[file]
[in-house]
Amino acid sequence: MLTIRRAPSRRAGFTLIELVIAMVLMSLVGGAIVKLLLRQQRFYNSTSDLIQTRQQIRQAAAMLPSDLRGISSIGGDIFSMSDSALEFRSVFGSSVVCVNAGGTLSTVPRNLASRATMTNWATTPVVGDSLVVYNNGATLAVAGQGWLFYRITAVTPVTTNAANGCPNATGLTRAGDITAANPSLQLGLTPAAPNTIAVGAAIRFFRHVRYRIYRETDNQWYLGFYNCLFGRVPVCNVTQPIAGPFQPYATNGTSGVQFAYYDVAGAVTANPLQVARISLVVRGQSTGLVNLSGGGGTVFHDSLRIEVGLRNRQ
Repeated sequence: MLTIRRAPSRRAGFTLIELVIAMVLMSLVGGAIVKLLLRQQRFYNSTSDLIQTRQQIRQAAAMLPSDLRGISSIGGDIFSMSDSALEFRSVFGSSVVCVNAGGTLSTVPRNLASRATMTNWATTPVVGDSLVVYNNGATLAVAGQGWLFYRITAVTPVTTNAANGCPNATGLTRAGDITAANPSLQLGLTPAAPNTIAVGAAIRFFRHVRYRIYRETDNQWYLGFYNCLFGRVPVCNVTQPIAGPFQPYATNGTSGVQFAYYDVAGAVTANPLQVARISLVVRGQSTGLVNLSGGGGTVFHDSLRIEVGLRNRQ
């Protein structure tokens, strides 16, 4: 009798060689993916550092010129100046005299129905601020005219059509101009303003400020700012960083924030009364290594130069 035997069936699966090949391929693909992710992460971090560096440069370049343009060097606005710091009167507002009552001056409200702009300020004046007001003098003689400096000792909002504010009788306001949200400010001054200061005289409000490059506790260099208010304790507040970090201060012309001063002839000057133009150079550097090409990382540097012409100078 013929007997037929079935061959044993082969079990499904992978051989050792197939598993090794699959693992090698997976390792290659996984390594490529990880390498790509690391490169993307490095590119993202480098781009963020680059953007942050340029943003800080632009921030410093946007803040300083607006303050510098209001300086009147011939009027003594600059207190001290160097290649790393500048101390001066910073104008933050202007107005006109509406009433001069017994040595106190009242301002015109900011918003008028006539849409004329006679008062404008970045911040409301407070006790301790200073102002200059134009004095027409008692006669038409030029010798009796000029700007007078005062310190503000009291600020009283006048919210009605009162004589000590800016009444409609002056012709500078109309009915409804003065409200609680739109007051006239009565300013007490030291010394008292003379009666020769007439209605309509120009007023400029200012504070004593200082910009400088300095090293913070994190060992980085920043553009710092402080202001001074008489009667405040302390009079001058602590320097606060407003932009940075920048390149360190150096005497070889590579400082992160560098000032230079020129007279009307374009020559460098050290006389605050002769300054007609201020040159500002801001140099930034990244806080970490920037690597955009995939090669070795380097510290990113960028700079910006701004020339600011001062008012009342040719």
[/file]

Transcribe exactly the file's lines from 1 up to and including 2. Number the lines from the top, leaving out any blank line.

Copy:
[in-house]
Amino acid sequence: MLTIRRAPSRRAGFTLIELVIAMVLMSLVGGAIVKLLLRQQRFYNSTSDLIQTRQQIRQAAAMLPSDLRGISSIGGDIFSMSDSALEFRSVFGSSVVCVNAGGTLSTVPRNLASRATMTNWATTPVVGDSLVVYNNGATLAVAGQGWLFYRITAVTPVTTNAANGCPNATGLTRAGDITAANPSLQLGLTPAAPNTIAVGAAIRFFRHVRYRIYRETDNQWYLGFYNCLFGRVPVCNVTQPIAGPFQPYATNGTSGVQFAYYDVAGAVTANPLQVARISLVVRGQSTGLVNLSGGGGTVFHDSLRIEVGLRNRQ